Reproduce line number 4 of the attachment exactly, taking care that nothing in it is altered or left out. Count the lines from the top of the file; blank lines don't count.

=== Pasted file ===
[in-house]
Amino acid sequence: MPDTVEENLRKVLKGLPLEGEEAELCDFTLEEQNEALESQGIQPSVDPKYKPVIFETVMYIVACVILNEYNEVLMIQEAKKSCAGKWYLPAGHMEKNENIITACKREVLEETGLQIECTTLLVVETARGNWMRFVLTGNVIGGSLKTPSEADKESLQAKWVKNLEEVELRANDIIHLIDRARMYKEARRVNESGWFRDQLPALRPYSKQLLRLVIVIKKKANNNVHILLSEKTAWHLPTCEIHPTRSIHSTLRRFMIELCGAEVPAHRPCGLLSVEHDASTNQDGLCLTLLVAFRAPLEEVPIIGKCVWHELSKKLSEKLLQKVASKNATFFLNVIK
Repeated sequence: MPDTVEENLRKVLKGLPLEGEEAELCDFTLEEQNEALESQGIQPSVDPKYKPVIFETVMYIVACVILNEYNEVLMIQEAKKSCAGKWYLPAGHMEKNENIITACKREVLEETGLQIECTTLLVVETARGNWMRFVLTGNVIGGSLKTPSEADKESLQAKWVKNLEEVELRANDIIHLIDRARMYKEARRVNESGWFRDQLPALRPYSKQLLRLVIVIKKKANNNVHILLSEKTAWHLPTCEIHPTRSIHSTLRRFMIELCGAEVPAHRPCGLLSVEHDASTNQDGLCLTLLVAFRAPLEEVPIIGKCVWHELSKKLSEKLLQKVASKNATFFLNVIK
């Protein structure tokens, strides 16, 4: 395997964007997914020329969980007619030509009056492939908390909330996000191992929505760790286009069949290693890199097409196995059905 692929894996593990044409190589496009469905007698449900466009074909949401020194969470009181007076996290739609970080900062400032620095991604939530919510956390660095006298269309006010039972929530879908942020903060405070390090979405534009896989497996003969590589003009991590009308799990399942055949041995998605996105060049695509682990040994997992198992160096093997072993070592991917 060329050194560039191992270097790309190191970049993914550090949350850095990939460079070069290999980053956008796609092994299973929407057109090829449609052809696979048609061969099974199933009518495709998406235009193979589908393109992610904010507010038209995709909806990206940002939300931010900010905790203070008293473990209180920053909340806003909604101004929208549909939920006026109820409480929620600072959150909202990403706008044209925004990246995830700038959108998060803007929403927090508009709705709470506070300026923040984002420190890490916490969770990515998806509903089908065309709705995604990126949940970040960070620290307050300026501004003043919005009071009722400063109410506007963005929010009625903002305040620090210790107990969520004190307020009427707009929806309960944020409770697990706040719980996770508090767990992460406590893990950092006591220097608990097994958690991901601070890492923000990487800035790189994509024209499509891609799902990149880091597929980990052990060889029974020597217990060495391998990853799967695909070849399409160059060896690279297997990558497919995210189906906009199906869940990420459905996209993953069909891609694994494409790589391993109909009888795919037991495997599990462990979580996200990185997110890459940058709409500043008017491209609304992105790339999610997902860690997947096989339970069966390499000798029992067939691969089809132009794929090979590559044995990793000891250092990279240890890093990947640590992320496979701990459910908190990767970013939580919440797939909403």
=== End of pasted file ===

């Protein structure tokens, strides 16, 4: 395997964007997914020329969980007619030509009056492939908390909330996000191992929505760790286009069949290693890199097409196995059905 692929894996593990044409190589496009469905007698449900466009074909949401020194969470009181007076996290739609970080900062400032620095991604939530919510956390660095006298269309006010039972929530879908942020903060405070390090979405534009896989497996003969590589003009991590009308799990399942055949041995998605996105060049695509682990040994997992198992160096093997072993070592991917 060329050194560039191992270097790309190191970049993914550090949350850095990939460079070069290999980053956008796609092994299973929407057109090829449609052809696979048609061969099974199933009518495709998406235009193979589908393109992610904010507010038209995709909806990206940002939300931010900010905790203070008293473990209180920053909340806003909604101004929208549909939920006026109820409480929620600072959150909202990403706008044209925004990246995830700038959108998060803007929403927090508009709705709470506070300026923040984002420190890490916490969770990515998806509903089908065309709705995604990126949940970040960070620290307050300026501004003043919005009071009722400063109410506007963005929010009625903002305040620090210790107990969520004190307020009427707009929806309960944020409770697990706040719980996770508090767990992460406590893990950092006591220097608990097994958690991901601070890492923000990487800035790189994509024209499509891609799902990149880091597929980990052990060889029974020597217990060495391998990853799967695909070849399409160059060896690279297997990558497919995210189906906009199906869940990420459905996209993953069909891609694994494409790589391993109909009888795919037991495997599990462990979580996200990185997110890459940058709409500043008017491209609304992105790339999610997902860690997947096989339970069966390499000798029992067939691969089809132009794929090979590559044995990793000891250092990279240890890093990947640590992320496979701990459910908190990767970013939580919440797939909403």